Poor Porker Owners Pushing Forward Without Founder

Internal tension and differences over management blew up at The Poor Porker last week, and its co-founder was dismissed — prompting an online hailstorm over the weekend.

Owners Wesley and Ashley Barnett say they want to ride out the storm and keep the business going. But they will move forward without Robyn Wilson, co-founder and primary creative talent behind the popular hangout.

Robyn Wilson serves customers on The Poor Porker’s opening day: Nov. 7, 2015

The special type of wrath unique to social media fell upon the establishment as word got around.

“I’m taking my money elsewhere … seriously, what a joke,” one woman posted on The Poor Porker Facebook page.

She and dozens of others clapped back after a post said that ownership had not changed.

“We are aware that there is some confusion currently and wanted to shine some light. The owners are the same and have not changed,” the business post said. “We’ve simply restructured some managerial positions and you can still expect the same great smiles, service, food and drinks that we always have.”

“Lies!” many admonished. “All lies!”

It was the truth that the Barnetts retained full ownership. But  behind-the-scenes negotiations had turned Wilson willingly into an employee instead of an owner — and later a former employee — and confusion reigned.

Wilson posted on her personal page and on Instagram for The Poor Porker,  which she  continued to control after she left. Clearly smarting from her dismissal, she complained of being abruptly shut out of the dream spot she built. She made accusations that her exit was handled poorly.

She said only she has the recipes The Poor Porker is known for, and that the Barnetts and some of the staff had “conspired” behind her back to oust her.

The Barnetts said they regret the confusion amid the  changes, and were glad to discuss the situation to let people know what’s going on.

They said they care about Wilson — admire her —  and were happy to be in business with her. But things were falling apart, and it was time to aggressively strive to keep the business afloat, they said.

Located at 801 E. Main St. in Lakeland, The Poor Porker draws in foodies, music lovers and hipsters. Its popularity is credited to Wilson, who founded it several years ago with former partner Jarrid Masse.

The venue has attracted local and national musicians.

But it has not attracted a profit, said the Barnetts.

Changes had to be made, they said, even though the decision to let Wilson go was difficult.

“We gave her full, 100 percent management and creative control. As far as the public was concerned, it was her business,” Wesley Barnett said.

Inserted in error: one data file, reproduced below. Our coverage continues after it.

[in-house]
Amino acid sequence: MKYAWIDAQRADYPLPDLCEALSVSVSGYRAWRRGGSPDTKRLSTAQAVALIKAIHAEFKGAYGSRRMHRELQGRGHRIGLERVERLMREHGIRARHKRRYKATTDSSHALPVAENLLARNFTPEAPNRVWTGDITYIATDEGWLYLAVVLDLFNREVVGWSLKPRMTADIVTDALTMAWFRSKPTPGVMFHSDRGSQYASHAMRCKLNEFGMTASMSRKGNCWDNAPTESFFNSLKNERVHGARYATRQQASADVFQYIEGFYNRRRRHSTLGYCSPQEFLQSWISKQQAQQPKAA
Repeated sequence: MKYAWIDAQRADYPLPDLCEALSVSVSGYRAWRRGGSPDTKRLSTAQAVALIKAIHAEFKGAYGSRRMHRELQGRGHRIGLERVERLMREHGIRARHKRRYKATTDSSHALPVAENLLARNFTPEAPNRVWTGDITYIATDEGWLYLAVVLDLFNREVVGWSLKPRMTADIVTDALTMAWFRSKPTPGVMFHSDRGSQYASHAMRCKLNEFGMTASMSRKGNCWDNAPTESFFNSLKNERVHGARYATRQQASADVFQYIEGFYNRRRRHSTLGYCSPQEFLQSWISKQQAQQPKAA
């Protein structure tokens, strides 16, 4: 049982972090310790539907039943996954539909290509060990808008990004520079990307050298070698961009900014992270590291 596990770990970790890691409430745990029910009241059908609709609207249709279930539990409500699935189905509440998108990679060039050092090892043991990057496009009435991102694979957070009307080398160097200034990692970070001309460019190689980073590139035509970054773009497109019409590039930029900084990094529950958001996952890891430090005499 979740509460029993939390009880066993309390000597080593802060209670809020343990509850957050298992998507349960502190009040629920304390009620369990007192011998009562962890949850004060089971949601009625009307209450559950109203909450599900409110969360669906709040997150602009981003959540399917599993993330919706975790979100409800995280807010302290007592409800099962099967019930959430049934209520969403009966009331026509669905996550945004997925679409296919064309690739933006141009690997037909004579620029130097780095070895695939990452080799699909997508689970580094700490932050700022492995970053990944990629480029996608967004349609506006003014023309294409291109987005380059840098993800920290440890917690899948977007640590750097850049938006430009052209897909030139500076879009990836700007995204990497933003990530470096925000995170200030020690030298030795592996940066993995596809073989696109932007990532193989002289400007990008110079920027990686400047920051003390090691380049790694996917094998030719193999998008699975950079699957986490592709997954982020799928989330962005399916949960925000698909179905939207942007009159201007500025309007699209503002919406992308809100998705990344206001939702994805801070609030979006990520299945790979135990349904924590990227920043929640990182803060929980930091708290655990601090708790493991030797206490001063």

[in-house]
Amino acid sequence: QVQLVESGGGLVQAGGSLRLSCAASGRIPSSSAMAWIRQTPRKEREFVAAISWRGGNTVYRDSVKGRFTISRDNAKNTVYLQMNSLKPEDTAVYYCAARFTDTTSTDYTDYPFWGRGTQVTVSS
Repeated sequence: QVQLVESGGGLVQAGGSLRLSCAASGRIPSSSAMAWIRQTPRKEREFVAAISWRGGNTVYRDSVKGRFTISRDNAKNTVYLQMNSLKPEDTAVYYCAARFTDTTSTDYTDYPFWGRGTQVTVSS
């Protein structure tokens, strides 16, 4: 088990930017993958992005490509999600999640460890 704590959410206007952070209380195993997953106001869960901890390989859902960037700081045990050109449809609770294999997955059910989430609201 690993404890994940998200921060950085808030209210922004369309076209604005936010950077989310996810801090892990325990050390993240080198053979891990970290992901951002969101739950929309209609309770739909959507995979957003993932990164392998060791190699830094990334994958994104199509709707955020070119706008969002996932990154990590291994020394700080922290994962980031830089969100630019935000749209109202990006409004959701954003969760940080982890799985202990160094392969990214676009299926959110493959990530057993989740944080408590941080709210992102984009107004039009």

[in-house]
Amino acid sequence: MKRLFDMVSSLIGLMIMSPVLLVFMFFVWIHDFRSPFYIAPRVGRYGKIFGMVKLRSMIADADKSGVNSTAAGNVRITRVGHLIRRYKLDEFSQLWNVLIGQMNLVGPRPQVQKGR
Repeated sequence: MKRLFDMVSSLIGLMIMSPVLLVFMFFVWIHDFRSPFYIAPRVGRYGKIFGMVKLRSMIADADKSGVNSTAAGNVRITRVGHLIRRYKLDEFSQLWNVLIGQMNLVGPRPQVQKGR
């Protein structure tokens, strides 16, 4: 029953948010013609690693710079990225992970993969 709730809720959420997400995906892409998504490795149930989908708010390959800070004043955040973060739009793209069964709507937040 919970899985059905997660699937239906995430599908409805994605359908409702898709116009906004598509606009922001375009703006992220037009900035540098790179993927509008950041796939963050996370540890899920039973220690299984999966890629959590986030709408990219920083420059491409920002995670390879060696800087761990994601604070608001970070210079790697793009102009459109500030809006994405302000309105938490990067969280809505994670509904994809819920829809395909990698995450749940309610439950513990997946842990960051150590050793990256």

In October 2018, negotiations were made for the Barnetts to take 100 percent ownership. “It wasn’t a profitable business,” he said. “We were still on the road to profitability.

“The reason we even wanted to take 100 percent … In the event that we did shut down, we don’t want her to be left liable. We were looking out for her benefit.”

Paperwork setting that up was drawn up then, but documents were not signed and official until last week.

Along with the change in ownership percentage, it was decided that Wilson would receive $6,000 for her stake in the business: “That was the dollar amount we named in exchange for her share of the business, but it also helps her get back on her feet,” Barnett said.

The business at this point has not made a profit, so the funds were part of their effort to extend goodwill, the Barnetts said.

Wilson has indisputably been the talent, energy and creative current of bohemian savvy that made The Poor Porker a happening hotspot. Unfortunately, Barnett said, her gifts did not extend well into the business management part of The Poor Porker.

“The business has continued to operate in an unprofessional manner, and we had given her ample opportunity to run it as she wished,” he said.

Social media posts from various people and positions went unchallenged  on two points:

  1. The Poor Porker would never have come to life without Barnett’s financial backing, and that it has been quite generous.
  2. The Poor Porker would not have bloomed into the peacock-like treasure it presents to Lakeland today without Wilson’s energy and vision.

“Robyn is a very, very creative person, and we give her complete credit for creating the atmosphere here,” Barnett said. “But we had to start making money. It was a disservice to keep letting it fail.”

The couple says they tried to work with Wilson to remedy some of the managerial issues. “We met at least on a biweekly basis, Ashley Barnett said. “She knew it was a leaky bucket.”

Things were so rocky that a number of The Poor Porker’s dozen or so employees came forward to express concerns about the future of the business and situations they said were being mishandled or neglected.

“She was our employee at that point, but she was not acting like a manager,” Wesley said. “But let me be clear: We do not disparage Robyn. People have loved what she has done here, and it’s because of her The Poor Porker exists.

“This was not an easy decision,” he said. “But we made a business decision.”

Despite the loss of its creator, the Barnetts said the recipes indeed are intact, employees there continue to love the venue and want to keep their jobs — and they are committed to try to save it.

“We feel a responsibility to the employees, and to the community, to work to keep this going,” Wesley Barnett said.

Despite it all, Wilson’s public posts showed signs of positivity as well. “My goal is to move forward,” she said on Facebook. “I am eternally grateful for the support of our community and to all those who came to The Poor Porker through the years.

“I intend to learn everything I can from this situation. There are many great things to accomplish together in Lakeland and beyond.”

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